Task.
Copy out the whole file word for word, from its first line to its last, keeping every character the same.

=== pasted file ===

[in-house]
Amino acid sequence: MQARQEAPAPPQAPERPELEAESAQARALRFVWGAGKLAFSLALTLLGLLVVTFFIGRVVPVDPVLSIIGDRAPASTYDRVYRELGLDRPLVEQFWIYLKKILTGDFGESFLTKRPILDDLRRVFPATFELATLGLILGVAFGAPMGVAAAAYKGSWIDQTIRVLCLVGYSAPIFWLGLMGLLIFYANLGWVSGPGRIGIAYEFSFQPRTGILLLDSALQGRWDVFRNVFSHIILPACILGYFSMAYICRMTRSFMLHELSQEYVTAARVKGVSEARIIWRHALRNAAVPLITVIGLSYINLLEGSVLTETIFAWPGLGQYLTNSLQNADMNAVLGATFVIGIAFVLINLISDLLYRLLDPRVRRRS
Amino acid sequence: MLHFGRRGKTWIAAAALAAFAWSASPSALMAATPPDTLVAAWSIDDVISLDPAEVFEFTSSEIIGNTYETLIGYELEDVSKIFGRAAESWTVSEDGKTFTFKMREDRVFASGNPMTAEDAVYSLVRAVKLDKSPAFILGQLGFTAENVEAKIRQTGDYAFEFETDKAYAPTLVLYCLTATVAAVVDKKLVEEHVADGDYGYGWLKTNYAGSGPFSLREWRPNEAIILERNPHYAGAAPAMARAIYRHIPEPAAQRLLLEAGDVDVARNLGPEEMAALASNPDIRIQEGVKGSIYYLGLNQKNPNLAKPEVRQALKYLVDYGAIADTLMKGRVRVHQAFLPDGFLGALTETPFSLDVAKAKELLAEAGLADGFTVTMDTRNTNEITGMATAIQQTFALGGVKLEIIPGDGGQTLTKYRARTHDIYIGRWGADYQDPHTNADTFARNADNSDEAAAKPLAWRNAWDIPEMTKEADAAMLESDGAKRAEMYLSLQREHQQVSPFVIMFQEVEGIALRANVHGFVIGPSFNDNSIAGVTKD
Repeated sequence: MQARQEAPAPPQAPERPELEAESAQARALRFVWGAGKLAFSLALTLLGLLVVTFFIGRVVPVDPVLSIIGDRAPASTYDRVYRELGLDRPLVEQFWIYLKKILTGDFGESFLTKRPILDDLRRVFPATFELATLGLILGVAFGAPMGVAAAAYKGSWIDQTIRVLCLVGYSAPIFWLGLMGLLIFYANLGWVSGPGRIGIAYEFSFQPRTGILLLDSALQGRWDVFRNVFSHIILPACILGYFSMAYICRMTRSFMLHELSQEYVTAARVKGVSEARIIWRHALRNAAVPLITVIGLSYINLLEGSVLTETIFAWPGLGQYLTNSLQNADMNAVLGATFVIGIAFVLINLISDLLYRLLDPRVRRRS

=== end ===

[in-house]
Amino acid sequence: MQARQEAPAPPQAPERPELEAESAQARALRFVWGAGKLAFSLALTLLGLLVVTFFIGRVVPVDPVLSIIGDRAPASTYDRVYRELGLDRPLVEQFWIYLKKILTGDFGESFLTKRPILDDLRRVFPATFELATLGLILGVAFGAPMGVAAAAYKGSWIDQTIRVLCLVGYSAPIFWLGLMGLLIFYANLGWVSGPGRIGIAYEFSFQPRTGILLLDSALQGRWDVFRNVFSHIILPACILGYFSMAYICRMTRSFMLHELSQEYVTAARVKGVSEARIIWRHALRNAAVPLITVIGLSYINLLEGSVLTETIFAWPGLGQYLTNSLQNADMNAVLGATFVIGIAFVLINLISDLLYRLLDPRVRRRS
Amino acid sequence: MLHFGRRGKTWIAAAALAAFAWSASPSALMAATPPDTLVAAWSIDDVISLDPAEVFEFTSSEIIGNTYETLIGYELEDVSKIFGRAAESWTVSEDGKTFTFKMREDRVFASGNPMTAEDAVYSLVRAVKLDKSPAFILGQLGFTAENVEAKIRQTGDYAFEFETDKAYAPTLVLYCLTATVAAVVDKKLVEEHVADGDYGYGWLKTNYAGSGPFSLREWRPNEAIILERNPHYAGAAPAMARAIYRHIPEPAAQRLLLEAGDVDVARNLGPEEMAALASNPDIRIQEGVKGSIYYLGLNQKNPNLAKPEVRQALKYLVDYGAIADTLMKGRVRVHQAFLPDGFLGALTETPFSLDVAKAKELLAEAGLADGFTVTMDTRNTNEITGMATAIQQTFALGGVKLEIIPGDGGQTLTKYRARTHDIYIGRWGADYQDPHTNADTFARNADNSDEAAAKPLAWRNAWDIPEMTKEADAAMLESDGAKRAEMYLSLQREHQQVSPFVIMFQEVEGIALRANVHGFVIGPSFNDNSIAGVTKD
Repeated sequence: MQARQEAPAPPQAPERPELEAESAQARALRFVWGAGKLAFSLALTLLGLLVVTFFIGRVVPVDPVLSIIGDRAPASTYDRVYRELGLDRPLVEQFWIYLKKILTGDFGESFLTKRPILDDLRRVFPATFELATLGLILGVAFGAPMGVAAAAYKGSWIDQTIRVLCLVGYSAPIFWLGLMGLLIFYANLGWVSGPGRIGIAYEFSFQPRTGILLLDSALQGRWDVFRNVFSHIILPACILGYFSMAYICRMTRSFMLHELSQEYVTAARVKGVSEARIIWRHALRNAAVPLITVIGLSYINLLEGSVLTETIFAWPGLGQYLTNSLQNADMNAVLGATFVIGIAFVLINLISDLLYRLLDPRVRRRS